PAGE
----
The original idea was to get one of those pink plastic trumpets to bring to the Women’s March in Los Angeles and blow little “Ta-Daa” riffs as merrily we strolled along, but the vendor I get a good deal from discontinued the pink model a while ago, so that idea was shot. I scratched my chin over whether to bring a horn and ultimately decided to, which turned out to have been a good idea.

The scene was way more than I anticipated. The Del Mar station in Pasadena had a 100-yard line to buy tickets at 7:45 AM, so we queued up until the first train came by. It was mostly full already, and maybe another few dozen were able to board. Some people peeled off the back of the line and boarded a train going the other way so as to board the inbound line before it got so full. Pasadena being forty minutes outside of Pershing Square, the epicenter of the event, it was obviously shaping up to be a massive influx into the city, so we decided to try to catch an Uber instead.

Our driver got us to where the traffic really started to clog, and when it came to a full stop, we bailed out, climbed up a set of concrete stairs where we were met by a six-foot tall chain link fence. Fit young gents were on the other side, receiving person after person who was streaming up those concrete stairs and up an adjacent embankment. A fellow of about 300 pounds was helped up and over, and soon enough came my and Debra’s turn (there is photographic evidence of Debra’s crossing!), and we made it over and began the trek to Pershing Square.

Word came quickly that Pershing Square was completely jammed and packed solid all the way out to city hall, so we eventually maneuvered over to Olive Street between 6th and 7th. It was wall to wall peaceful, loving humanity, with just the rainbow of ethnicities, orientations, ages and eccentricities I have come to love about my adoptive city. Out came the horn for a quick run through what I could figure out on short notice of Helen Reddy’s “I Am Woman.”

So this being LA, a woman films the last bit of it and introduces herself as a dear friend of Helen Reddy’s. She said she’d send it to her. That stuff happens all the time out here, by the way. After that, many people began tugging at my sleeve and soon enough I was standing on top of a roof rack on a white panel van, looking at a thousand people to my left, a thousand people in front of me, and a thousand people to my right. I started shaking like a leaf and wishing I had practiced more last week. I played “America the Beautiful” with the Ray Charles timing and it was about as good as I could have hoped for. Pretty free of errors and a nice sound on the horn. Many hundreds of people screaming their brains out.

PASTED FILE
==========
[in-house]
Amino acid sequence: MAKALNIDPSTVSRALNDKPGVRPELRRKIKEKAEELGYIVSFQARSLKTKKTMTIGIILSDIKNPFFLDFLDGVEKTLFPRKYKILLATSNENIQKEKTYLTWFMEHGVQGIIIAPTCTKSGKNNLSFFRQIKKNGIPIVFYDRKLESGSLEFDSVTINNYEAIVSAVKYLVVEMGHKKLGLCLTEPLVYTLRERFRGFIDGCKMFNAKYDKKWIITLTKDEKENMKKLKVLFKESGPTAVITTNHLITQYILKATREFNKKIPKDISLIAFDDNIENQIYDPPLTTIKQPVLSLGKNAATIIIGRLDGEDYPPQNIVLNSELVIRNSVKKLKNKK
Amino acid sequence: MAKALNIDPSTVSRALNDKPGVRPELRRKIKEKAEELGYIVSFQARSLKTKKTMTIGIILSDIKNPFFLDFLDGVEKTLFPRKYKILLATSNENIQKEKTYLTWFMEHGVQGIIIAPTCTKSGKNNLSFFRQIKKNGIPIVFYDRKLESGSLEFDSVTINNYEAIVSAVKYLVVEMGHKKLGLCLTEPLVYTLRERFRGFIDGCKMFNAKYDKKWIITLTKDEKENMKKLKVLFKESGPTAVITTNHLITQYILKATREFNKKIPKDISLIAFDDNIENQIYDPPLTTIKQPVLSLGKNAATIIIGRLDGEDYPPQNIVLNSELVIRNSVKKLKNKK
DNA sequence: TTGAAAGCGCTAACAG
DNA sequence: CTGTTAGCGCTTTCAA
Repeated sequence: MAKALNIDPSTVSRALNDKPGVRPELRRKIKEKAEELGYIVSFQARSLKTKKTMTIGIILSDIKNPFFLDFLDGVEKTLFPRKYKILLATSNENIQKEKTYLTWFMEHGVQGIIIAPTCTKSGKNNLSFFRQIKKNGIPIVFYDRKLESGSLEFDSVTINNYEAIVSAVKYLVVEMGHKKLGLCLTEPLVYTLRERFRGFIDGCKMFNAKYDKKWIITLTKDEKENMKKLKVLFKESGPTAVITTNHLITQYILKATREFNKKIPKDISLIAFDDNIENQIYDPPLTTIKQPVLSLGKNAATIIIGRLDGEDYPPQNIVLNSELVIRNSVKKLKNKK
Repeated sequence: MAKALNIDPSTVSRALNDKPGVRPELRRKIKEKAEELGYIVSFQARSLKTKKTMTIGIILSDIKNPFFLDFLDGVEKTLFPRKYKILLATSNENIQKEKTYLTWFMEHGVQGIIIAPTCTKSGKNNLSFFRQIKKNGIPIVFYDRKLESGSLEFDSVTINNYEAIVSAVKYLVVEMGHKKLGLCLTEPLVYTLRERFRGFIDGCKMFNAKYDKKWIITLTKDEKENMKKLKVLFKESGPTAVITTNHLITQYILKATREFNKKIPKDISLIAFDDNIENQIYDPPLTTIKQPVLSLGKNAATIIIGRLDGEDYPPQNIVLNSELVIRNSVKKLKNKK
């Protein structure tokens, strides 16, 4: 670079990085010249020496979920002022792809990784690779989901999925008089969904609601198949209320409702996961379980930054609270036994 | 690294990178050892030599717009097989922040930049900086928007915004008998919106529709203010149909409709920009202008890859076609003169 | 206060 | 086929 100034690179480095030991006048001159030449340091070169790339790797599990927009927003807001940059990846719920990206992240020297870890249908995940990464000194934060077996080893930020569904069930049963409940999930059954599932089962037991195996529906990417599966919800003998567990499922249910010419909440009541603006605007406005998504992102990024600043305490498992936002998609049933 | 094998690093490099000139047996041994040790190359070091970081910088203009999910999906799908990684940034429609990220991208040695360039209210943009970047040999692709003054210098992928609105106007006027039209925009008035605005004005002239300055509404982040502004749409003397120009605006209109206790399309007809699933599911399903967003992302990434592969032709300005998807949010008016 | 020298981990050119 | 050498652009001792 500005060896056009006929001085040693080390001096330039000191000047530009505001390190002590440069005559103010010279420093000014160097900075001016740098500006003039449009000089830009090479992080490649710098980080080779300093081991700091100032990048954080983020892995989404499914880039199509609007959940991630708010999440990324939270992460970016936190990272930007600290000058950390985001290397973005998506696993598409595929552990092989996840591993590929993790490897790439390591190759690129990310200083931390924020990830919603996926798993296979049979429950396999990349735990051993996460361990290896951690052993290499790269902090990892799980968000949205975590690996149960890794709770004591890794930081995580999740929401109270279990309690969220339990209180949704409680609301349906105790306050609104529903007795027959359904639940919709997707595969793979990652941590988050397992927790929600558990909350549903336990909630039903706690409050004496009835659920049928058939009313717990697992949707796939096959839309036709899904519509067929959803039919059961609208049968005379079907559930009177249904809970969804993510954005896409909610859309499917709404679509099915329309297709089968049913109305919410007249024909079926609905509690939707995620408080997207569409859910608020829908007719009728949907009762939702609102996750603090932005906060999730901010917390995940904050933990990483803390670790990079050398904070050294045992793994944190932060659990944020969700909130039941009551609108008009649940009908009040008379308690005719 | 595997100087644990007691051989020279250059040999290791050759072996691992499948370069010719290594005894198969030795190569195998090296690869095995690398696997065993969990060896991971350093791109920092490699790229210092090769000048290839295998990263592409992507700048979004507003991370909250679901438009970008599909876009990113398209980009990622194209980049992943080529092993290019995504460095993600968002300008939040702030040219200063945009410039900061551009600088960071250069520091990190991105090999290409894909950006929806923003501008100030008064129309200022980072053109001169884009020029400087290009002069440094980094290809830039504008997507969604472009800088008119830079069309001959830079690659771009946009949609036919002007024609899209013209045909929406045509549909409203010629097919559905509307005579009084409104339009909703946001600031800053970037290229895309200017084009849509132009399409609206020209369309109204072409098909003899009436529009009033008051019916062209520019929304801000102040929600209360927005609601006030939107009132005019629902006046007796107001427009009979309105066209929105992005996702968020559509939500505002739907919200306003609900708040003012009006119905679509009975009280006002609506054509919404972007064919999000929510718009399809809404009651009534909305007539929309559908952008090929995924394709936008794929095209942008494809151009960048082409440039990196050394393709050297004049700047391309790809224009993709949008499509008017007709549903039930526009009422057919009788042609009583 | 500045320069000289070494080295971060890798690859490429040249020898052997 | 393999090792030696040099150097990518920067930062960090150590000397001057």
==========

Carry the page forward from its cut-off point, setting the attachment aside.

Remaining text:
I tried to step off but was not permitted to, cajoled for one more, so I played the Star Spangled Banner with all the gravity I could muster. I am not really much subject to stage fright, but I had it then. It’s a hard song to sing or play, and I got it all the way through, pooched the high note, but EVERYBODY was singing it, and it was actually better to lunch the E flat (not only for humility's sake), because I could finally hear how loud everyone was singing, and the word “free” being sung by thousands of people filled my head instead of the loud sound off the bell. It will go down as one of the most moving experiences my friendship with the trumpet has ever taken me to.

We made our way through other areas of the march, with “This Land is Your Land,” "When the Saint Go Marching In," “Down By the Riverside,” and “We Shall Overcome” in the mix along with “Grand Old Flag” and “Yankee Doodle Dandy” as a means in part at least of underlining the fact the right’s attempted appropriation of all that music isn’t working at all. We finally stopped for lunch in Chinatown and had a lovely meal, where we met and ate with Katie Tur’s Mom. Yes, of course we did, because as was mentioned previously in this essay, that kind of thing happens all the time in Los Angeles.